What does 1 by mean in cycling?

What does 1 by mean in cycling?
VIngegaard powering forward during the 2023 Tour de France

It’s more and more common in this era of modern cycling to see riders opting for a “1-by” setup, compared to a “2-by” setup. This simply means that instead of having the usual two cassettes on the front of the bicycle (the ones close to the pedals) the rider will only use one. The rider gets less versatility in their gearing, but achieves a lighter weight bike that has less chance of “dropping”. Dropping refers to when the chain leaves the cassette. If a dropped chain occurs, a rider has to stop, get off their bike and replace the chain on the cassette. Dropping the chain often occurs in high torque situations or changing gears at inopportune times (say at a low cadence). Dropping is also more likely when riding a 2-by setup because of extra gears involved.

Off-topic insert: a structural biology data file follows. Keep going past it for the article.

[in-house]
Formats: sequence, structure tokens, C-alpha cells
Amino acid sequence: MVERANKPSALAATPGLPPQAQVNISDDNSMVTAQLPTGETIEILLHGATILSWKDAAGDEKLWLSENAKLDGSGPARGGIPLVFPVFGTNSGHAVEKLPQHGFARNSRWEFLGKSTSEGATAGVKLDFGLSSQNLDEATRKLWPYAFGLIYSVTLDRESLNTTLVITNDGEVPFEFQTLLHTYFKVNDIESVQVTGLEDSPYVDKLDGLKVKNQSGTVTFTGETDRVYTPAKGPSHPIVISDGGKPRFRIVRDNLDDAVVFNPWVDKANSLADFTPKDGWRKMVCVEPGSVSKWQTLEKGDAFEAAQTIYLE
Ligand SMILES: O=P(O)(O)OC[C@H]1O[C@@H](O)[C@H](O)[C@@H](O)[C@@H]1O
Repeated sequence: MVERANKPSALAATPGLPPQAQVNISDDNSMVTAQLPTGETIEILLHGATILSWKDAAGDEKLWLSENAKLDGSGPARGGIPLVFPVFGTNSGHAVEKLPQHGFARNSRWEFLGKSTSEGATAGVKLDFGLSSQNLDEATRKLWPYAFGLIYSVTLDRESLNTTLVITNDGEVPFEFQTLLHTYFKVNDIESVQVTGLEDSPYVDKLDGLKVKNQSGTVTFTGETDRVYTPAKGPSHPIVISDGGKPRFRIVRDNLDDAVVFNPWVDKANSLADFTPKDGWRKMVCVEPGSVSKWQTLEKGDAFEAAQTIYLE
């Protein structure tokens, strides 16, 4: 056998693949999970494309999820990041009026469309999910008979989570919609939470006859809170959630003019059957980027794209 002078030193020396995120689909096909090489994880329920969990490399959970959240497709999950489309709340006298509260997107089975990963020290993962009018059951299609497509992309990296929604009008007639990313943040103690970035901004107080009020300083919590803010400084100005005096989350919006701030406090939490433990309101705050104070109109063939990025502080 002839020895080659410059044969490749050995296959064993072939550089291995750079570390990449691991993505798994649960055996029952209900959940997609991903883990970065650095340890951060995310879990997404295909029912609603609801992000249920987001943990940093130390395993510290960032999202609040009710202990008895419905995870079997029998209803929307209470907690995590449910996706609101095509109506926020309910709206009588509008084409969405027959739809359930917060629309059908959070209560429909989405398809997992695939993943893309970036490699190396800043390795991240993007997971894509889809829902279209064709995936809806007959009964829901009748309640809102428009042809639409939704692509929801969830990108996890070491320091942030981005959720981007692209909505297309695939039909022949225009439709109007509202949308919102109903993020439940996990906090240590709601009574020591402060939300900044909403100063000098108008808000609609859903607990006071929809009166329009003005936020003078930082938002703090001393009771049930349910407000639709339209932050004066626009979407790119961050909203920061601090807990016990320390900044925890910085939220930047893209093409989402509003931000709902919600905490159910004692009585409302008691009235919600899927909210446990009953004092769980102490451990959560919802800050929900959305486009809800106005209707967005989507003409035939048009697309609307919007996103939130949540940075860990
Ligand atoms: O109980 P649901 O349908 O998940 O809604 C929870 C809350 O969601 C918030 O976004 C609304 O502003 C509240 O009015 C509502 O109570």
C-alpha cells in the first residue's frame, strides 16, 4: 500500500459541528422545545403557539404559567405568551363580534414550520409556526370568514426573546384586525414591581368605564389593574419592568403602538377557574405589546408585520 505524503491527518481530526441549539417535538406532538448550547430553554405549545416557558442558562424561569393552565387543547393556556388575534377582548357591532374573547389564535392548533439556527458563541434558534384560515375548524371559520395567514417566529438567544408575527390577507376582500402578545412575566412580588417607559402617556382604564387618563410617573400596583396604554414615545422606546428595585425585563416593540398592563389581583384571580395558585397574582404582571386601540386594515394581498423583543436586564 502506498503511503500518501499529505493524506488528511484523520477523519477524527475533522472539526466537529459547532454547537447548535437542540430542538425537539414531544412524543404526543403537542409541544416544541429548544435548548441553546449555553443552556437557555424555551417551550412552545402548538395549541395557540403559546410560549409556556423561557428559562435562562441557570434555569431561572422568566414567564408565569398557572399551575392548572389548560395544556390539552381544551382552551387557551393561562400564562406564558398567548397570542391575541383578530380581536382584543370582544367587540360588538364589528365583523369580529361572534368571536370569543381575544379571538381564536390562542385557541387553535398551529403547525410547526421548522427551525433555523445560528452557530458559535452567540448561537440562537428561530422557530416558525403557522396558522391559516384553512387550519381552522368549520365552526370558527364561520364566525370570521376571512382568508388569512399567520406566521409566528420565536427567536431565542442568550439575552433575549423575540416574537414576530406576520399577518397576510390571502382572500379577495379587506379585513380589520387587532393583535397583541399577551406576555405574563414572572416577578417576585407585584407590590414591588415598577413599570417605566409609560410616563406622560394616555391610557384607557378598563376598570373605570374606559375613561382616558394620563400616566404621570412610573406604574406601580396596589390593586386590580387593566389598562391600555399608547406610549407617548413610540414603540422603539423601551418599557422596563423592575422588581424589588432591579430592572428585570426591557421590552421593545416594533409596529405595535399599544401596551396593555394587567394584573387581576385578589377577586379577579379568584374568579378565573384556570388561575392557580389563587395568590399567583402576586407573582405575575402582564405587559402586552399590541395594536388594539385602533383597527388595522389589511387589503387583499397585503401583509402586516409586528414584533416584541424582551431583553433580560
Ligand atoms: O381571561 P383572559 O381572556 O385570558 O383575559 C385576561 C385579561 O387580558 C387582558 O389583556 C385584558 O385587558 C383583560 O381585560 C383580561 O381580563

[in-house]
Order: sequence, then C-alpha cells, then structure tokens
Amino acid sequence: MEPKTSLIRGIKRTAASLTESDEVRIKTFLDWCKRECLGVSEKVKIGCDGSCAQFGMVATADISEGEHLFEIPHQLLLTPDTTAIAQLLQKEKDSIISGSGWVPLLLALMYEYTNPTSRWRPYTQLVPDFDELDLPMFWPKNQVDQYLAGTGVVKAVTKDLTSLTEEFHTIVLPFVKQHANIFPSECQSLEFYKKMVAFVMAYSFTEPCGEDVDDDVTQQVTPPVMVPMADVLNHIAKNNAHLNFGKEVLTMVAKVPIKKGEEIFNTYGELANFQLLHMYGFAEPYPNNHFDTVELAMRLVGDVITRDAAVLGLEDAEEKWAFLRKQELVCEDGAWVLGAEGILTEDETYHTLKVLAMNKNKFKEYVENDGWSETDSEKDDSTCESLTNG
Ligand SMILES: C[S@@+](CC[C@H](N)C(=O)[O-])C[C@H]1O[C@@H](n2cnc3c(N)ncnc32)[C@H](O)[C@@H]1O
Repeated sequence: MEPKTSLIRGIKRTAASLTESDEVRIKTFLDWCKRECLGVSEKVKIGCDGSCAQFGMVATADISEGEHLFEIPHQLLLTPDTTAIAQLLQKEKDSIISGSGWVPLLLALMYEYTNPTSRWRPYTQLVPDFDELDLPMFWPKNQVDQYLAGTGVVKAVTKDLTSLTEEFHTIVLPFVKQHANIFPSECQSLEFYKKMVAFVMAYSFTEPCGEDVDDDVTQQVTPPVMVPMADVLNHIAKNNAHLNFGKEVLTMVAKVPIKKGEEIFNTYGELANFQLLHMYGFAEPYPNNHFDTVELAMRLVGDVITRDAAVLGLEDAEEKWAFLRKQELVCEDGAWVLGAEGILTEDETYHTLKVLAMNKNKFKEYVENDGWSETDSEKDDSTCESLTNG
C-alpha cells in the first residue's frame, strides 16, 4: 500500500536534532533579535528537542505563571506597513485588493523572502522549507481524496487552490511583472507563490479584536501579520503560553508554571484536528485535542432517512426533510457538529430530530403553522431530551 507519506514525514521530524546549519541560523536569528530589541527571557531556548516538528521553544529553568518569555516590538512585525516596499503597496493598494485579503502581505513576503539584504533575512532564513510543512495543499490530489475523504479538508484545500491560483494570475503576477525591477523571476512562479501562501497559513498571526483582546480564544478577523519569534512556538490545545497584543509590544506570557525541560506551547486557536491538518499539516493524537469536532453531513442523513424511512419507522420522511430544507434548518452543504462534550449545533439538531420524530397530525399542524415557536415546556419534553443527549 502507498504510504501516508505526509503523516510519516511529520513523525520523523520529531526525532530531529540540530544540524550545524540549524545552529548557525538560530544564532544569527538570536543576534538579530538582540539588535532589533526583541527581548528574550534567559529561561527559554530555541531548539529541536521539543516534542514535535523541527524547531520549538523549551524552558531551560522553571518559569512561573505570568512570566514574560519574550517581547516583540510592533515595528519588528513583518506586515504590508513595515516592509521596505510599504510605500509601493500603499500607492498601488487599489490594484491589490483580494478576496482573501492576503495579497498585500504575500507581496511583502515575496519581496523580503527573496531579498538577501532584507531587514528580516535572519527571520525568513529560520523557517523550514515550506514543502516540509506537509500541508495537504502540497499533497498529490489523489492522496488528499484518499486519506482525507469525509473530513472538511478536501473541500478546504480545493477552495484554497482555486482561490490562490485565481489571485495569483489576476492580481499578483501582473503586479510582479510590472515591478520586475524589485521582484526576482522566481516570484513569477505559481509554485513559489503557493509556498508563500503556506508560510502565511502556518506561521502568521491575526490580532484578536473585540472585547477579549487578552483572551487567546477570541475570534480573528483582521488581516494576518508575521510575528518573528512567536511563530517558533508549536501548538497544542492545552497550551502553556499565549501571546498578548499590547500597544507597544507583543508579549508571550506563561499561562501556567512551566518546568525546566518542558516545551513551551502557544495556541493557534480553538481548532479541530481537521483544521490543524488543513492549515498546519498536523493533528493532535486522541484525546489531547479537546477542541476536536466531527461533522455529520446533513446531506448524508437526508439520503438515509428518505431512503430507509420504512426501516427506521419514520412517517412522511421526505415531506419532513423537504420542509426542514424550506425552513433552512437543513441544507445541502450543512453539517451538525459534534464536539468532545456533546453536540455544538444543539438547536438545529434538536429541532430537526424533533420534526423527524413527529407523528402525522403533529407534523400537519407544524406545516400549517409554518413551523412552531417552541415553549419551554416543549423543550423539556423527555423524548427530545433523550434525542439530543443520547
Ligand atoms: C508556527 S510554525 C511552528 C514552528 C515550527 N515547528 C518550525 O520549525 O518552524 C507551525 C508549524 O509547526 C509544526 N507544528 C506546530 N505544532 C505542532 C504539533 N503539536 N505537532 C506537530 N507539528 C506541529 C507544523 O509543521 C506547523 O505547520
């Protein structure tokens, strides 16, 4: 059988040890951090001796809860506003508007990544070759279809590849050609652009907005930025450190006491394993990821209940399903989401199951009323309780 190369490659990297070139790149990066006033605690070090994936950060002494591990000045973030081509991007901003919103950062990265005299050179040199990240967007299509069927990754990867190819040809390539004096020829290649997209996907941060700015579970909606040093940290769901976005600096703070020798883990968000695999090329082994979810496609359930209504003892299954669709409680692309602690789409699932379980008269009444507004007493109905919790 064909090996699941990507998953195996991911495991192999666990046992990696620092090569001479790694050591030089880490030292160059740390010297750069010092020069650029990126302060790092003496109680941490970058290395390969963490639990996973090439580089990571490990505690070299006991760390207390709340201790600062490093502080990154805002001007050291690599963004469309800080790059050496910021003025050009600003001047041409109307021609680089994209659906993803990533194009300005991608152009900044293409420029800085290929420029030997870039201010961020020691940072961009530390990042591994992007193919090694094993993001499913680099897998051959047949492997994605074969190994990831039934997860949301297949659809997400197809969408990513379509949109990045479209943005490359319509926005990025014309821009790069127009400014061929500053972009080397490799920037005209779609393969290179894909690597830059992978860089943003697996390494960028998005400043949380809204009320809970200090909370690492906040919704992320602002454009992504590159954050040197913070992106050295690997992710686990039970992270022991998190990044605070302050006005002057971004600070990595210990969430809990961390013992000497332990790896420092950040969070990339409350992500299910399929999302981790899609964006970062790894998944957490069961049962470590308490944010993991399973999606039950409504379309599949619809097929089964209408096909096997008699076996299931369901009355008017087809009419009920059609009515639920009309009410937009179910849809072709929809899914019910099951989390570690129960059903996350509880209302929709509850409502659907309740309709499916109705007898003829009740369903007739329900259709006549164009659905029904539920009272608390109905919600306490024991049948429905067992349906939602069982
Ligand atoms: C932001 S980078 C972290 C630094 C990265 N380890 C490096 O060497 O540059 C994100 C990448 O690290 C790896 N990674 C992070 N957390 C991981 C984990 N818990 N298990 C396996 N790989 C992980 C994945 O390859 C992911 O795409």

It’s still possible to drop your chain on a 1-by though. Primoz Roglič knows this all too well, as he dropped his chain on the final mountain time trial of the Giro. Roglič opted to use the setup for the lighter weight and given that they could build the gear ratio specifically for that climb. Roglič’s bike ran over a pothole, and his chain dropped due to the vibration, and he had to stop and replace it.

1-by setups are more common in races where the terrain is rather similar, and the risk of chain drop quite high. So not only did that include Roglič’s mountain time trial stage, but also a number of sprint Flemish classics fit the bill, such as Paris Roubaix. Roubaix has a high likelihood of the chain dropping due to the cobbles, and a rather flat course otherwise. Many riders will opt for a 1-by setup in this situation.

1-by setups are also quite common in cyclocross where not only is the chance of the chain dropping exceedingly high, but having only one cassette up front provides less surface area for dirt and mud to get into and jam up the drive chain.